this juncture pay special attention to the videliccf, note for the
Wlien one considers that nine bases were stolen by the 1917
team, that the only two extra base hits were made b-y Freedley and
Schwab, that Weisinan, our dependable southpaw, had the '16 men
pushing the willow wand through the air, either to strike out or
rly to short, that Bourquin, after he got warmed up to his task,
dismissed the side in a masterful manner, the conclusion is pre-
sented with compelling force that the ,I7 class have a paramount
The fact that Dean Mikell and Professor Bohlen umpired
shows that the law school professors have much in common with
their pupils, and as at the Club and Class banquets enter whole-
heartedly into the spirit of the occasion. Howard McCall, our
worthy captain, was a real lighter, and we regret that he is not with
us this year, but we feel sure that Dave German will take ZeH's
place on the cheering line Capologies to Robert W. Chambersj. The
three twins, Greeley, Shmidheiser and Egan, all got into the game,
and from their kittenish behavior it was easy to tell that they were
but reaping the fruits of their consistent training.
The baseball game may be a trifle in comparison with such im-
portant things as writing notes for the University of Pennsylvania
Law Review, but as even the case editor will tell you, one can
not work quite all the time, and so this tiresome recital closes with
a plea for the continuance of this game as a deep rooted custom
in the annals of the Law School.
Having entered into the third year we successfully defended
our title as champions against an alleged all-star team of the then
second year class as the figures below show.
Box Sconez 1917 vs. IQI8.
1917 A.B. R. H. SB. O. A. E.
Runkle, cf. . . . ,... 2 O O O O O O
Weisnian, p. ..... .... 2 3 1 1 1 1 1
Hirschwald, 2b. . . . .... 4 2 2 1 3 2' 1
Bourquin, rf. . . . .... 2 1 O 1 1 1 O 4
Thomas, ss. .. .... 4 2 2 2 O O O
Lucas, 1b. ....... .... 4 O 1 l 4 1 O
Greeley, lf. ........ .... 3 1 l O 1 O O
Shmidheiser, 3b. . . . .... 2 2 1 1 1 O O
Lamorelle, c. ..... .... 4 1 2 O 10 1 O
Egan, cf. .... .... 3 1 1 O O O O
Schwab, 3b. .. .... 1 O O O O 1 O
Totals .. .......... 31 13 11 7 21 7 2
1918 AB. R. H. SB. O. A. E.
McClure, 2b. .... .... 4 2 2 O 1 1 0
Knauer, lf. .... .... 3 0 1 1 1 O O
Clark, 3b. ..... .... 2 O 1 O O 1 O
Rosenfield, lb. . .. .... 3 O O 1 6 O O
Gearhart, c. ..... .... 2 O O 1 8 O 1
Graham, cf. ...... .... 3 O O O O O O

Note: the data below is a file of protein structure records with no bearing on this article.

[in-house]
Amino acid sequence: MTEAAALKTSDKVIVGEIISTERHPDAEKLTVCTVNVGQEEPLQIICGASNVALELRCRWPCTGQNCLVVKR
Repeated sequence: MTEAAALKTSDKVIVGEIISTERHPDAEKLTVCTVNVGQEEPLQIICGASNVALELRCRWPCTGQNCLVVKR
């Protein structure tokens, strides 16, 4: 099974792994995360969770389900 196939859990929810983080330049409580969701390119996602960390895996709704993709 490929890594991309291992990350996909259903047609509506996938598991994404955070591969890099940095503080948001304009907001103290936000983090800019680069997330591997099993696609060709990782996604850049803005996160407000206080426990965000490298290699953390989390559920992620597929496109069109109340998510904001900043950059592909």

Sykes, ss. 81 p. ..... .... 3 O 1 O O Z 0
Williailis, rf. Sz 313. .. .... 3 O 1 O 2 1 1
Evans, p. ........ .... O 1 O O O O O
Valdes, rf. Sz ss. .. .... 2 O 1 O O O 1
McClain, rf. ... ...... 2 O O O O O 0
Totals .. ...... 27 3 7 3 18 5 3
1917 .... ..... 3 1 7 1 1 O X-13
1918 ....................... 1 O 1 O 1 O O- 3
Earned runs- 1917, '55 1918, 1. Two-base hits-Hirschwald,
Thomas, Lucas, Shinidheiser, McClain. Three-base hits-Greeley,
Sykes. Left on bases-1917, 85 1918, 6. Struck out-By Weis-
man, Willianis, Gearhart, 25 Graham, 2, Sykes, Valdes, McClain, 2.
By Evans, Runkle, Bourquin, Lamorelle. By Sykes, Egan, Weis-
man, Bourquin, Schwab. First base on errors-1917, 33 1918, 2.
Base on balls-Off Weisiuian, Knauer, Gearhart, Evans. Off Evans,
VVeis1nan, 3, Bourquin, Hirschvvald, Shmidheiser. Hit by pitched
ball-4By Evans, Greeley, Bourquin. Wild pitches-Evans, 33 Sykes,
1. Passed balls-Lanaorelle, 1 5 Gearhart, 4. Hits-Gff Weisman, 7
in 7 innings. Off Evans, 7 in 2 1-3 innings. Off Sykes, 4 in 3 2-3
innings. Time-1:17. Umpires-Bache and Littletong Neeley and
rum as a4l f E
CLASS OF l9l8
0112155 nf 1913
PAUL SYKES, P7'8Sl'd61'lf
ROBERT SPENCER TXTCCLURE, IR., Secretary
JAMES BAXTER ANDEIQSON, JR., Vz'cc'-Prcndeut
JAMES ALBERT NTAHONEY, TT7'CClS'ZH'0l'
Anderson, james Baxter, jr.,
Bartol, John Grier, Philadelphia.
Bourquin, M. Mitchell, Butte,
Boyd, Hugh, Ir., Philadelphia.
Bradley, Edward John McFad-
den, Chester, Pa.
Cahill, ofhn Vincent, Trenton,
-Cheston, Hamilton, Chestnut
Clark, Fred Eason, Punxsutaw-
Cook, L. Percival, Camden, N.
Dobbs, Samuel Raymond, Had-
donfield, N. I.
Dunham, eBllinger, German-
Evans, Charles Clark, Berwick.
Finletter, Thomas Knight, Phila-
Fleisher, Manuel, Philadelphia.
Forry, john Wfarren, VVest Lees-
Forster, -lohn Montgomery, St.
Fox, XYilliam Logan, Logan.
Frey, Oliver Wfalter, Allentown
Gallagher, John M. I., Philadel-
Caraguso, john, Philadelphia.
Gearhart, Amandus Greenwald,
Gerstley, Samuel L., Philadel-
Goehring, Louis Meek, Pitts-
Grabowski, Sidney, Nanticoke.
Graha-m,iOrson James, Oil City.
Greenspan, Phyl A., Logan.
G r e e r, Thomas Raymond,
Hess, james Monroe, jr., East
Houck, Henry Samuel, Shenan-
Hubbard, Grifhth Evans, Phila-
Jones, Stanley B., Nanticoke.
julian, C. Francis, Vlfilmington,
Kelly, Linus Arthur, Atlantic
Knauer, 'Wilhelm Frederick,
Lineaweaver, Grant VVeidman,
McCleary, Henry Samuel, Ger-
McKinley, William LeRoy
McLean, james Thornas, Es-
Mahoney, james Albert, Phila-
Mann, Qtto Philip, Beverly, N
Mook, Harold Floyd, Saeger-
O'Brien, Richard Harrison
Owlett, Gilbert Mason, Wells-
Perry, Michael A., Philadelphia.
Rawlins, John M., Georgetown
Reiser, John A., Reading.
Rodgers, Edward Aloysius
Rosenrield, William Maxwell,
Schaffner, Herbert A., Hum-
Di Silvestro, John, Philadelphia
Snyder, Watson, Philadelphia.
Southall, Eugene Henry, Flor-
Stalberg, Hirsh Wolfe, Philadel-
S t a p le s, Millard Fillmore
Entrance to Big mad
CLASS QOF I 9 I 9
lawn nf 1919
LAWSON G. BASAH, President
JOHN RUSSELL, JR., Vice-P1'esidc11f
CLARENCE SEWVALL CLARK, Tmas-mfcf'
EDWIN BALDY WATSQJN, JR., Secretary
RCCOl'dQf-LJABIES H. MECUM
Andrews, DeLano, Philadelphia.
Baldi, Joseph E. M., 2d, Phila-
Bash, Lawson G., Crafton.
Baumgardner, Mahlon J., Ebens-
Becker, Samuel J., Philadelphia.
Biclqmore, Vernon Brock, Lans-
Biddle, Alexander, Philadelphia.
Breitinffer . Russell, Philadel-
D , I
Brodstein, Ellis, Reading.